Oasis was registered in the Kyrgyz Republic as a non-governmental organisation in 2008, building on the foundations of work done previously with children living on the streets of the capital city, Bishkek.
Until its fall, the Kyrgyz Republic was a part of the Soviet Union. Thrust into independence in 1991 when the Soviet Union fell, and lacking many of the natural resources of neighboring countries, there have been many challenges to confront, and sadly in many cases it is children and young people who have suffered the most.
By 2003 many children were living and begging on the streets of Bishkek, the capital of the Kyrgyz Republic, and volunteers, moved at their plight, started to spend time with them. Over a number of months, this led to the formation of an organisation, ‘Fountains of Hope’ and the development of a drop in center for street children.
At this time, both the government and a number of NGOs were running orphanages and children’s centers in Bishkek. Homeless children would be taken to these centers, but some, even children as young as seven and eight, would keep returning to the streets. The team agreed that they would concentrate on working with these children, and over time built relationships with many of the tougher and more vulnerable children and young people.
By 2008, the situation for street children in Bishkek had changed significantly; new laws meant that children were unable to live on the streets, and there was no longer the need for the drop in center and the work of Fountains of Hope seemed to be finished.
Nevertheless, some of the team maintained contact with children that they knew, many of whom ended up in detention or living at the Belovodskoe Special School for Boys, a ‘closed’ institution for boys just outside Bishkek. Consequently, when Oasis was started by some of the staff from ‘Children of Hope’, these places became the initial focus for activities.
By 2010, Oasis’ work was concentrated on the Belovodskoe Special School for Boys, teaching life skills and extra curricular activities. Initial research suggested that many young boys who left this institution ultimately ended up in prison, and the team wanted to break this cycle for the boys that they knew. That summer, when three of these boys were leaving the Reform School, it was decided that the time had come to expand activities and start a ‘transition’ home where they could live for a couple of years whilst they could continue with their education and learn how to live independently. One of the boys moved out after just one month, but the other two lived there happily and were joined in the summer of 2011 by four more boys who were leaving the Reform School. At the same time, a home for six girls was also opened.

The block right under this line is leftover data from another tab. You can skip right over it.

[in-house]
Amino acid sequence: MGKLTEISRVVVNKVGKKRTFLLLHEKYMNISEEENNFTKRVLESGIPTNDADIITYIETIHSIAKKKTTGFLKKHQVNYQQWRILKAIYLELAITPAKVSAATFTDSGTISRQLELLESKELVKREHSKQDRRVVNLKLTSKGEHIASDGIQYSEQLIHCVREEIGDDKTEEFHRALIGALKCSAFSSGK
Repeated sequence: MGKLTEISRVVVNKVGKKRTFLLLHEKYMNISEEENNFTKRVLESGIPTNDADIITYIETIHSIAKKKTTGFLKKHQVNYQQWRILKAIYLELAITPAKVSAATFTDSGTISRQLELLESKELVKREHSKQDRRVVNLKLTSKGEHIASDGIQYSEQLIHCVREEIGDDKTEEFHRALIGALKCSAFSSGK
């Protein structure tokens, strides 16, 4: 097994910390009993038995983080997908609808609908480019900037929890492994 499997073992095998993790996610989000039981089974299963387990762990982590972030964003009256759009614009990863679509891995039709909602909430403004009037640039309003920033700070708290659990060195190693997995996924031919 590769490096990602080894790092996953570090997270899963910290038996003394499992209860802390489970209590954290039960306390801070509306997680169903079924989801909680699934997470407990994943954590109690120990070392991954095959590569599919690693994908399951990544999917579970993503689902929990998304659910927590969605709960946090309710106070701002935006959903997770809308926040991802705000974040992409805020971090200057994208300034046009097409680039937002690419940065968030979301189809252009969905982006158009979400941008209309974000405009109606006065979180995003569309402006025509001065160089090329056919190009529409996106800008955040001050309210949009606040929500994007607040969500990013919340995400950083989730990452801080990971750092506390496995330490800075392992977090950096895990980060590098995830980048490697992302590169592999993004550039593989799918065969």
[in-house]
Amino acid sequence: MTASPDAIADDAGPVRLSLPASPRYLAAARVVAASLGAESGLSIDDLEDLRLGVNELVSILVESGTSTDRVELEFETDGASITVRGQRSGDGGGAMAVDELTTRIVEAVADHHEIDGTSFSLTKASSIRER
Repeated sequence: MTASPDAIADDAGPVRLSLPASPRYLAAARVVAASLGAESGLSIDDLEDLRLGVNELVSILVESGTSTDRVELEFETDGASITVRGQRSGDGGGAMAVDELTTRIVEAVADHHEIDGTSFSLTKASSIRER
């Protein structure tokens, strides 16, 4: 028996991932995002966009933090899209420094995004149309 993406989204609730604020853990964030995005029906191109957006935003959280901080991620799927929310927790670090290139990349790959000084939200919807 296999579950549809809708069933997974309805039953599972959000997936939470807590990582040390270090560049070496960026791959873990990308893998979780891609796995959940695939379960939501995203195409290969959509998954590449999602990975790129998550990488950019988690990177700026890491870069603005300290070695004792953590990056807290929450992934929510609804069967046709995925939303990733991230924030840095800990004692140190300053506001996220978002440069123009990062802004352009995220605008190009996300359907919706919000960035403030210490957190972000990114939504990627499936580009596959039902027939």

Alongside this work, anti-human trafficking work had begun. Building on expertise gained by Oasis in other parts of the world, the team taught many school groups and other young people in Bishkek about the dangers of human trafficking and how to avoid it.
In early 2012, an innovative photography project, Digital Resolution, taught young people how to take photos to document their lives and social situations. And later in 2012, as a result of partnership with jasa.kg and with funding from USAID, work was again expanded to include leavers from other government institutions who had started to live independently. These young people were suddenly thrust into independence without much – if any – support and a programme was developed to come alongside them and offer support through the provision of a youth center, life skills training and extra-curricular activities.
In January 2013, a thorough evaluation showed the team that there was a need to modify their approach and focus on the crucial point where a young person moves from an institution where support and basic needs are provided, to living independently without any formal support or input.
This reframing of the work led to the closure of the two transition homes and the development of the ‘Care Leavers Support Project’. Young people were prepared for independence before they left the institution they grew up in; were supported through the transition; and were further supported in their first year (or more if necessary) of living independently.
Alongside the Care Leavers Support Project, in 2014, further work teaching life skills at the Belovodskoe Special School was undertaken in partnership with UNICEF; and in 2015, a research project, in partnership with the local NGOs ‘Our Voice’ and ‘jasa.kg’, and with funding from USAID, was concluded, which provided clear evidence about the vulnerabilities and challenges faced by young people brought up in institutional care. As a result of this work, Our Voice and Oasis were asked to submit recommendations to a Parliamentary Committee to improve the situation of Care leavers in the Kyrgyz Republic.